2. You will have to work 7.65 hours (a whole day!!) to bring home enough money to pay for a $75 night on the town.

3. You will have to work 3,066 hours to bring home enough money to buy the $30,000 vehicle. That means working just shy of 77 weeks or about 1.5 years. (This vehicle will go down in value too but that is a topic for another day).

Is it worth it?

I’m not against buying couches, nights out, vehicles, or other items. My goal with this article is for you to understand and calculate the real cost of every item you purchase.

You have a choice, and the choice is yours. – Coach Bryan

(Note: a. For those of you who participate in biblical tithing (10%), your factor is 170% instead of the 153% so you would need to earn around $1,700 to have enough to buy the $1,000 couch. b. Tax percentages may be different for your situation).

Thank you for reading the My Financial Life Coach blog where we talk about money, goals, family, life events, spending, and economic news. We do make every attempt to avoid the topic of politics but we will bring up economic policies that need communicated. Our job is to educate and motivate you to the debt-free life style.

Don’t forget to checkout our website, www.MyFinancialLifeCoach.net  for 100’s of resources including tips, articles, spreadsheets, web-based training, and more.  Why not tell a friend? Looking for daily motivation on your financial walk? Checkout the My Financial Life Coach Facebook page.


 

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Filed under Balance, Blog, Family, Finance, Financial, Goals, Home, Life, Life Balance, Money, Personal Finance, Time, Uncategorized, Work

Confession – My Financial Life Coach Lacks Discipline

I lack discipline

That’s right, I lack discipline. Did I go out and borrow money for a car? No, I have pretty good discipline with money; my challenge is with eating and exercise. I like to eat and I don’t like to exercise.

False advertisement?

The 20 ounce soda says it contains 2.5 servings. I find it only has one serving. The peanut butter flavored cereal says 12 servings; a new box is half gone when I finally push myself away from the table…so it only contains two servings for me.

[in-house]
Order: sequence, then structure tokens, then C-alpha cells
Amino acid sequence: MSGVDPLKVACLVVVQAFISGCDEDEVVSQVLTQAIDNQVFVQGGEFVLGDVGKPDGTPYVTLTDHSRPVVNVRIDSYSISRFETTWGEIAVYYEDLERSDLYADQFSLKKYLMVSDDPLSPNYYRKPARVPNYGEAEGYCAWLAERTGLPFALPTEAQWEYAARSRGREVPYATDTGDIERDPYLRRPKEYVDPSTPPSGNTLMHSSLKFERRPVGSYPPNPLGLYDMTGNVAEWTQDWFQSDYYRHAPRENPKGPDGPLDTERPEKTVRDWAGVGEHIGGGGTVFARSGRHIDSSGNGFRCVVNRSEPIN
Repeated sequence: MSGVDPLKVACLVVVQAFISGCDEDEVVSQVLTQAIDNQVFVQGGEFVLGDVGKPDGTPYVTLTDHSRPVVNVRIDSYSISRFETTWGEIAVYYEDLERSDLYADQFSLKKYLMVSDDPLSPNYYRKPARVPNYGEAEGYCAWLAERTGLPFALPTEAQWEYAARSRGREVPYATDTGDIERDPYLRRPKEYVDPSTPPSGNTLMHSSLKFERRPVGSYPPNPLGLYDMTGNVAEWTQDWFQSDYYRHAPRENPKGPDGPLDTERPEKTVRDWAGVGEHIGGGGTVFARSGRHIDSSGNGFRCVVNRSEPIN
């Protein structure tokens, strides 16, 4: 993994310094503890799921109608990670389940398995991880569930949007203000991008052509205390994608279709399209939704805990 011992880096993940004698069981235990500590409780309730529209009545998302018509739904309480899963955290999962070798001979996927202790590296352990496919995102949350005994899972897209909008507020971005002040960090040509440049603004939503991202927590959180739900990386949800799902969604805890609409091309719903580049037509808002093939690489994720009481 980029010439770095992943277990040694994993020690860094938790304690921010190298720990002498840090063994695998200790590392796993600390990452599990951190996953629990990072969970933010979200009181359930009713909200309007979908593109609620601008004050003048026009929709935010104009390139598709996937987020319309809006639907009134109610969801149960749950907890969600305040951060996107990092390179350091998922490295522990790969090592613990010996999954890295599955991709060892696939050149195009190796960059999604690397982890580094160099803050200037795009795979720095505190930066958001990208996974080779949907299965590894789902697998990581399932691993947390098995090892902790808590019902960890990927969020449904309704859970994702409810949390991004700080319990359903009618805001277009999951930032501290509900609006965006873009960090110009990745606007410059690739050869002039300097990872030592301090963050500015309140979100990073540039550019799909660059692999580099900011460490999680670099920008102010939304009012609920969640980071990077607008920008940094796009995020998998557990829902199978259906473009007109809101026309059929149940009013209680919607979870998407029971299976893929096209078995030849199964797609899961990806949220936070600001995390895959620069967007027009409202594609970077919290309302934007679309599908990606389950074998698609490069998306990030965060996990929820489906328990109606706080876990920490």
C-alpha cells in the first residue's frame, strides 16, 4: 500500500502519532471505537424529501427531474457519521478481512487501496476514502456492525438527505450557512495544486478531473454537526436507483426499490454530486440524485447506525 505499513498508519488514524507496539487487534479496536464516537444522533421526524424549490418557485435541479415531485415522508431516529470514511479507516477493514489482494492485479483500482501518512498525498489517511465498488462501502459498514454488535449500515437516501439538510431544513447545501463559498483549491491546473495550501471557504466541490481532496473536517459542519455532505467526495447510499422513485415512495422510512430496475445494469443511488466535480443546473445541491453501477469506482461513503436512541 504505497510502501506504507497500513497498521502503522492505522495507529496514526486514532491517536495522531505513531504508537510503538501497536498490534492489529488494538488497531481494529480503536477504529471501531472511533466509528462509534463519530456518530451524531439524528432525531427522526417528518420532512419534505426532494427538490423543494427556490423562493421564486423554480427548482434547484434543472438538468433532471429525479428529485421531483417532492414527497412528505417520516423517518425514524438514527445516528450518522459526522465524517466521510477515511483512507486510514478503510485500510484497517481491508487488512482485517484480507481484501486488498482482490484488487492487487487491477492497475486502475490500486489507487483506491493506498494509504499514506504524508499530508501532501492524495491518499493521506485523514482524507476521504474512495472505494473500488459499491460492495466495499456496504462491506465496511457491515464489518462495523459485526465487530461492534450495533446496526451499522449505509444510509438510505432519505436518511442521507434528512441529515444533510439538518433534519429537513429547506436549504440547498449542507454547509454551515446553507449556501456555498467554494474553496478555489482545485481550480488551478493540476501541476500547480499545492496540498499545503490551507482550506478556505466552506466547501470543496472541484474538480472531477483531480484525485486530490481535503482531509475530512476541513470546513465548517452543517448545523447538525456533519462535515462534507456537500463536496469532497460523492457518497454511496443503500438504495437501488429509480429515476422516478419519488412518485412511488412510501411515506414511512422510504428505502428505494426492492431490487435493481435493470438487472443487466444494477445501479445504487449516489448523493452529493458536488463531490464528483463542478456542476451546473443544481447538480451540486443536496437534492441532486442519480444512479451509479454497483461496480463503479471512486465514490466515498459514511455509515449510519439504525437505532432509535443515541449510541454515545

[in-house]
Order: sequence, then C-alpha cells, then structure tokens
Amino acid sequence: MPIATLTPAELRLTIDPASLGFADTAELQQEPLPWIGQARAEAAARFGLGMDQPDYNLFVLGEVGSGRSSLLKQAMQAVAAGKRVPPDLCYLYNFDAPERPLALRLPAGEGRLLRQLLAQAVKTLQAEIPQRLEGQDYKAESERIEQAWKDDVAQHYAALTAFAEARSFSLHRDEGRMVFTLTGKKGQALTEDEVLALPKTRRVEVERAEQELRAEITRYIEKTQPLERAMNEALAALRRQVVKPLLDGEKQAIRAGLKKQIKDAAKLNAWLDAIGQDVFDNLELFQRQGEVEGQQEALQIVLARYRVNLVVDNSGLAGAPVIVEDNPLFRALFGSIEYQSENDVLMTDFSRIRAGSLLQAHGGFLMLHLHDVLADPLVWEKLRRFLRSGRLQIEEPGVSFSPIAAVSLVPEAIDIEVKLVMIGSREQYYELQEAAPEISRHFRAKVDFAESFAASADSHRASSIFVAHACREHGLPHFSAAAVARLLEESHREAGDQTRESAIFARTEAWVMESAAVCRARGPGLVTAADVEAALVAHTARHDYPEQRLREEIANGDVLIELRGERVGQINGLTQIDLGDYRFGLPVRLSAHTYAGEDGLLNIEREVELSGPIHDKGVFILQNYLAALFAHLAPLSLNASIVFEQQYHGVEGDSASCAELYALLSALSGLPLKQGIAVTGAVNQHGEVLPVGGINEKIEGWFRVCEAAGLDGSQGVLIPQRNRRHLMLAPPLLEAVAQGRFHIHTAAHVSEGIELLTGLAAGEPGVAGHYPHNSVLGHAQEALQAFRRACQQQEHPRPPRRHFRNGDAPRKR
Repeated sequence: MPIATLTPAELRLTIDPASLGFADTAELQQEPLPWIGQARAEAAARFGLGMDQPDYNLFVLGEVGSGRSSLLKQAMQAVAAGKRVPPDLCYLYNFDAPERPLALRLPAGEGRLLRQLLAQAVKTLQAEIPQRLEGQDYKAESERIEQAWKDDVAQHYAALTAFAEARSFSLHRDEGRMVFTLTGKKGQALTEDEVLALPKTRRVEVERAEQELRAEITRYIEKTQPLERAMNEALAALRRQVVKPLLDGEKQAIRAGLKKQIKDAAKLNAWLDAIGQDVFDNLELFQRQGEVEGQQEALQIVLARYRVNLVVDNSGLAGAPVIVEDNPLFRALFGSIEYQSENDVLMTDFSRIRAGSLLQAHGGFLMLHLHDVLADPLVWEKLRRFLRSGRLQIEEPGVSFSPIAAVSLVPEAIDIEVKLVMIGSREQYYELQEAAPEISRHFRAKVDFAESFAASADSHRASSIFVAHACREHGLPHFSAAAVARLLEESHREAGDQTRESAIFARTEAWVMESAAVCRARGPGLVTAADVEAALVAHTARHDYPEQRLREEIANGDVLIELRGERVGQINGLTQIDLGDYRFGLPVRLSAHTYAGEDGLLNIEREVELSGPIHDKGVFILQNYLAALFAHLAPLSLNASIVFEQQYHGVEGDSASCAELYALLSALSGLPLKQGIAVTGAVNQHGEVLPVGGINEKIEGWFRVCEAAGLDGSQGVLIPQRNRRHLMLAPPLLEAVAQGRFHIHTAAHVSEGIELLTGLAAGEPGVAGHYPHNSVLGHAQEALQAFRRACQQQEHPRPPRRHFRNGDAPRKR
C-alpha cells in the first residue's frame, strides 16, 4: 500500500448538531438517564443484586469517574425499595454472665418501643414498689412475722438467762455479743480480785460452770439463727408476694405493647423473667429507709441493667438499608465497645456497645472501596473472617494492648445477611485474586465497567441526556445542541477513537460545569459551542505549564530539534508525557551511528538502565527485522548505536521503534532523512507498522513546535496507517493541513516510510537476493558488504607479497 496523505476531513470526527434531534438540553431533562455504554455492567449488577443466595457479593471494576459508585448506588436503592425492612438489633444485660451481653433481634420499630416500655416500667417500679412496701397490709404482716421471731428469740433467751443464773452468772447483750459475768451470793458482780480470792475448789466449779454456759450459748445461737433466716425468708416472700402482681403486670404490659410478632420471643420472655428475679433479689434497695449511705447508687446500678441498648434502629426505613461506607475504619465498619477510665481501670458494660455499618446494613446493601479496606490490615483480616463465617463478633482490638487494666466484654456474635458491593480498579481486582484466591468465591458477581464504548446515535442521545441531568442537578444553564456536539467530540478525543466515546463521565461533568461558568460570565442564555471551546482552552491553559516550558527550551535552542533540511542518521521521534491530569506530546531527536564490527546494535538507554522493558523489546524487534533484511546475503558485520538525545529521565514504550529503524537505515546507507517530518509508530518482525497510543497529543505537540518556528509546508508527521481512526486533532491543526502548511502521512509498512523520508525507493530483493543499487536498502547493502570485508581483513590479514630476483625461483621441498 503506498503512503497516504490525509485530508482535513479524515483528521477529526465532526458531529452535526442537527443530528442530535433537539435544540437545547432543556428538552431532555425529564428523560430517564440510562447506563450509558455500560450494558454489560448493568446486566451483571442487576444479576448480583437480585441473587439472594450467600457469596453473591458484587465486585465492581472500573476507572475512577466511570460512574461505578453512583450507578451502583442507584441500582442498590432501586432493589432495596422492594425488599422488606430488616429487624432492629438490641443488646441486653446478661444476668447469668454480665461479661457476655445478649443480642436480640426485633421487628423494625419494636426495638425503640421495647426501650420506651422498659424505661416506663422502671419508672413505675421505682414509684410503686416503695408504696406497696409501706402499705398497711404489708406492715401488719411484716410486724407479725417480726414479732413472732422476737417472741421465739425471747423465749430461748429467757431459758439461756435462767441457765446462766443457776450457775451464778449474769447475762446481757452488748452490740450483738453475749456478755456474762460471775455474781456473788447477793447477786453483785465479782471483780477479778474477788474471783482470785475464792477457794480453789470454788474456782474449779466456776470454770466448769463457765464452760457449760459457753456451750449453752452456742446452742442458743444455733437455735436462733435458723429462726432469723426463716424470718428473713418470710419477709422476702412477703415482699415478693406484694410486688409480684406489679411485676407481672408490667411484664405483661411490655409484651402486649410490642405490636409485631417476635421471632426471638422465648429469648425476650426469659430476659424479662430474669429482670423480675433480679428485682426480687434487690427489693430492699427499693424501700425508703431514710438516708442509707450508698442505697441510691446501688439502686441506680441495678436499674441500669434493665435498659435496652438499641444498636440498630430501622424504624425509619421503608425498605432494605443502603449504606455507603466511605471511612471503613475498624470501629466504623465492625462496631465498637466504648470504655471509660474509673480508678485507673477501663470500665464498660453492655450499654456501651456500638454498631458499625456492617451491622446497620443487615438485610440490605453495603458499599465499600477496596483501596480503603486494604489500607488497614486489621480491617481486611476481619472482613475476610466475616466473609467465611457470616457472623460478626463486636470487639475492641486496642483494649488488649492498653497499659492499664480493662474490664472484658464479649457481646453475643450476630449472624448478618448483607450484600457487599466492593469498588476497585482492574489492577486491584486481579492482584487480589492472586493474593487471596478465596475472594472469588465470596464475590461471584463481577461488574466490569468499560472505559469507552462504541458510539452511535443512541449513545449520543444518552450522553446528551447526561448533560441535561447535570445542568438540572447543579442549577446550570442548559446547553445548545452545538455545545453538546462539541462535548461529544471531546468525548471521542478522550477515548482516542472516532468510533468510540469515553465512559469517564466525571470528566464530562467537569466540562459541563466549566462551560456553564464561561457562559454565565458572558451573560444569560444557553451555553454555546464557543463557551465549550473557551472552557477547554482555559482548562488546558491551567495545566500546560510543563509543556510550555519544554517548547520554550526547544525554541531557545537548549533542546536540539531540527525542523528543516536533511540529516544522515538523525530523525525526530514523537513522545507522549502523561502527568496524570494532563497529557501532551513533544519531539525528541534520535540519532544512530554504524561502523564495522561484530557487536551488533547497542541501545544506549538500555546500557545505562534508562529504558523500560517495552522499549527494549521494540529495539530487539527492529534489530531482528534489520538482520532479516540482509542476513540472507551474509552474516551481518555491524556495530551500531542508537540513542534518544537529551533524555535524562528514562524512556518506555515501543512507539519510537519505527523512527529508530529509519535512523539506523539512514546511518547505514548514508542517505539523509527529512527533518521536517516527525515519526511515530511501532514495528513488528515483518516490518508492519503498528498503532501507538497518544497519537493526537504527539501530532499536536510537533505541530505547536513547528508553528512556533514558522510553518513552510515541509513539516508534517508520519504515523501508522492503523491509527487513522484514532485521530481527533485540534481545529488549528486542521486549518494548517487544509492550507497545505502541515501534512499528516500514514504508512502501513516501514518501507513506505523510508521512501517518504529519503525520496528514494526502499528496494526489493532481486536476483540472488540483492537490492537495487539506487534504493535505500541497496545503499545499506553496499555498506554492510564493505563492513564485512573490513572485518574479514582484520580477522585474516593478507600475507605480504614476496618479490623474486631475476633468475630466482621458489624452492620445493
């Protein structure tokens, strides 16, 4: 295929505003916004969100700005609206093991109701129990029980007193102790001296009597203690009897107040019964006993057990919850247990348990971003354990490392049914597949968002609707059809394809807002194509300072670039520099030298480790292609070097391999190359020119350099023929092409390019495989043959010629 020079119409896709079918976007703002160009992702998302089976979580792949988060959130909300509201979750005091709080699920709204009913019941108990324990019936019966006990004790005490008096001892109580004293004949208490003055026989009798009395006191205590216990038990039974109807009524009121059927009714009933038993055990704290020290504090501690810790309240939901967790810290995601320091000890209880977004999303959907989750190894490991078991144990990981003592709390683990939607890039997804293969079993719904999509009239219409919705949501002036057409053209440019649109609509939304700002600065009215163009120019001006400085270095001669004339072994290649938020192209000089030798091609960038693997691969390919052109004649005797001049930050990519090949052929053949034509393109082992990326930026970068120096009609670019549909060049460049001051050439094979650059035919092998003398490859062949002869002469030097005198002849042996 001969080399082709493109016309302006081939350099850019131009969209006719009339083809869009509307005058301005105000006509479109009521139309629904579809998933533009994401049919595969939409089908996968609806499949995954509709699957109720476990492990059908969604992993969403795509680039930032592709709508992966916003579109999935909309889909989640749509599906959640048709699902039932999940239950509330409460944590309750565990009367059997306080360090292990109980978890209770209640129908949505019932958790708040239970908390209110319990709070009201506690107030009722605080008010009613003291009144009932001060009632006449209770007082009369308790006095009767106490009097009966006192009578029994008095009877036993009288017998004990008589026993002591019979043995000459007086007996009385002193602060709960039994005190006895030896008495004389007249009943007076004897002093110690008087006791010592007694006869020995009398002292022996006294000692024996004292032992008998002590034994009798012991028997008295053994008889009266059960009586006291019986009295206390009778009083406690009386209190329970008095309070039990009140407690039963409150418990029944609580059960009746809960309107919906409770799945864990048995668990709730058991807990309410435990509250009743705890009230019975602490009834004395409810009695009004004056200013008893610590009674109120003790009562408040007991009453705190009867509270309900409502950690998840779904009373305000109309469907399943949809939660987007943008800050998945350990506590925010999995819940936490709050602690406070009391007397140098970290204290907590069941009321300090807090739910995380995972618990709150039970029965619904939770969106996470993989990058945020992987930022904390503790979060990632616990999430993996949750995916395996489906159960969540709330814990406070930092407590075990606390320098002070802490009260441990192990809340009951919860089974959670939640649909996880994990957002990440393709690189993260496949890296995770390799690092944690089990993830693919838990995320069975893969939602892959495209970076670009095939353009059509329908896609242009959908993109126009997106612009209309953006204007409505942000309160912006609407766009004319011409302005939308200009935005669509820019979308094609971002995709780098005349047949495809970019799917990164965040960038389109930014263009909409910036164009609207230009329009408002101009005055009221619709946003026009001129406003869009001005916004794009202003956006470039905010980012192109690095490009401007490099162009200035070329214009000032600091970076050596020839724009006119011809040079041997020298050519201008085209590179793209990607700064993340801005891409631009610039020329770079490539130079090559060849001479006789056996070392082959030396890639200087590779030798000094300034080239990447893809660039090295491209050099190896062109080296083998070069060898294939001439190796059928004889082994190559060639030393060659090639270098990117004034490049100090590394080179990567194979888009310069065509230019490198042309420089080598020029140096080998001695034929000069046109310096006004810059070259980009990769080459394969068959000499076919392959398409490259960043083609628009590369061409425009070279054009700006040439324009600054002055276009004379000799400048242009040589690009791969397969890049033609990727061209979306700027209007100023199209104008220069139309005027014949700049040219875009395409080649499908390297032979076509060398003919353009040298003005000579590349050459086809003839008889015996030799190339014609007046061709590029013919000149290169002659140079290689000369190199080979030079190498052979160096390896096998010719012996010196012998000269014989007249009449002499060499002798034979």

No it isn’t false advertising, it is MY lack of discipline, MY inability to control the amount of consumption, and MY frequency of consumption. Bottom-line, MY eating habits and MY lack of exercise habits are similar to the money management habits of my clients.

Reflecting back

I was in great physical condition when I was in the military. That was 32 pounds ago or about a pound a year. I have rationalized that this rate of gain is acceptable until I realized last week I could live as long as my grandfather who lived to be 100 years old. If I live that long and keep up this current pace, I will have gained about 80 pounds. Totally unacceptable – I want to have good health and energy to do what I want to do.

Changes start today

It is time put my money discipline skills to work in the area of my health. Focus and discipline. That starts today. For those of you who have worked with me as a coach or have gone through the Balance Up program you know that is important to  1) Set goals; make them visible, 2) Put a plan together to achieve the goals, and 3) Hold yourself accountable to others. When clients do this they typically see significant progress in about 6 weeks.

I really like the 6 week time frame. 6 weeks is 42 days. It takes 21 days to form new habits so 42 days gives you twice as much time as you need to form new habits.

Next Steps

My goal – Shed 15 pounds in the next 6 weeks through exercise and eating discipline. How will I keep this goal visible?  I’m going back to the military haircut, the haircut of my prime. I will be reminded of my goal, my plan, every time I look in the mirror.

My plan – Eliminate the ice cream, soda, and PB cereal over the next 6 weeks. Drink more water and less coffee (ugh). Exercise no less than 4 times a week.